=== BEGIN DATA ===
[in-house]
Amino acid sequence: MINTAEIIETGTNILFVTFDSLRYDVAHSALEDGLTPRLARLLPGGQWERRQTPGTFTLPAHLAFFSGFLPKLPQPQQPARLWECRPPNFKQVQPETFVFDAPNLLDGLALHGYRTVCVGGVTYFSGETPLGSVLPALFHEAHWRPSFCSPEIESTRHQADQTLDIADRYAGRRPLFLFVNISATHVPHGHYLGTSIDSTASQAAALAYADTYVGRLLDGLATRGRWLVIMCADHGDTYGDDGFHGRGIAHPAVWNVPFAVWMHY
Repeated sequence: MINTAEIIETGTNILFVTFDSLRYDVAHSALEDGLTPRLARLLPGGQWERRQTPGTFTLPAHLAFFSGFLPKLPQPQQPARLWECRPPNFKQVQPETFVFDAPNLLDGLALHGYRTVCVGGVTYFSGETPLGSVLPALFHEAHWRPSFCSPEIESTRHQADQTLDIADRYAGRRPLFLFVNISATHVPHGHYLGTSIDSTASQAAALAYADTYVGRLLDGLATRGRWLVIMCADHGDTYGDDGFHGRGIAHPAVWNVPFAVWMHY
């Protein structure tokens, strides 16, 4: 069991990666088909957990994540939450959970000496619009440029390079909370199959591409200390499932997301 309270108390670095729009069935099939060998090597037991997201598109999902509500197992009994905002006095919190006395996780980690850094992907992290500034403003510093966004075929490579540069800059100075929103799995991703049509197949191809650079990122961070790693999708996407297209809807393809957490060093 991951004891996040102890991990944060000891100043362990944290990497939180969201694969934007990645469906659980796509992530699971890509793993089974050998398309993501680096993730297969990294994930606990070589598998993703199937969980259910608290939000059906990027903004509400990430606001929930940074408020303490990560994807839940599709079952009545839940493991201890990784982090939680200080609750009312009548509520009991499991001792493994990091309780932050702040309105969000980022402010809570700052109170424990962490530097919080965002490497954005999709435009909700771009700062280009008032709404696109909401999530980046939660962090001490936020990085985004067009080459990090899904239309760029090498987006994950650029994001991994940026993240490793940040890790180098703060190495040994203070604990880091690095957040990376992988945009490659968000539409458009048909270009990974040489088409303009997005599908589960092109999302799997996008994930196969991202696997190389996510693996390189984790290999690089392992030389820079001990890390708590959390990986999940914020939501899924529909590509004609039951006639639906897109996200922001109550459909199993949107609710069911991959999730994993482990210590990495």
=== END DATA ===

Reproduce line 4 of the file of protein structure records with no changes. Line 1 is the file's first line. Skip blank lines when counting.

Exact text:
């Protein structure tokens, strides 16, 4: 069991990666088909957990994540939450959970000496619009440029390079909370199959591409200390499932997301 309270108390670095729009069935099939060998090597037991997201598109999902509500197992009994905002006095919190006395996780980690850094992907992290500034403003510093966004075929490579540069800059100075929103799995991703049509197949191809650079990122961070790693999708996407297209809807393809957490060093 991951004891996040102890991990944060000891100043362990944290990497939180969201694969934007990645469906659980796509992530699971890509793993089974050998398309993501680096993730297969990294994930606990070589598998993703199937969980259910608290939000059906990027903004509400990430606001929930940074408020303490990560994807839940599709079952009545839940493991201890990784982090939680200080609750009312009548509520009991499991001792493994990091309780932050702040309105969000980022402010809570700052109170424990962490530097919080965002490497954005999709435009909700771009700062280009008032709404696109909401999530980046939660962090001490936020990085985004067009080459990090899904239309760029090498987006994950650029994001991994940026993240490793940040890790180098703060190495040994203070604990880091690095957040990376992988945009490659968000539409458009048909270009990974040489088409303009997005599908589960092109999302799997996008994930196969991202696997190389996510693996390189984790290999690089392992030389820079001990890390708590959390990986999940914020939501899924529909590509004609039951006639639906897109996200922001109550459909199993949107609710069911991959999730994993482990210590990495």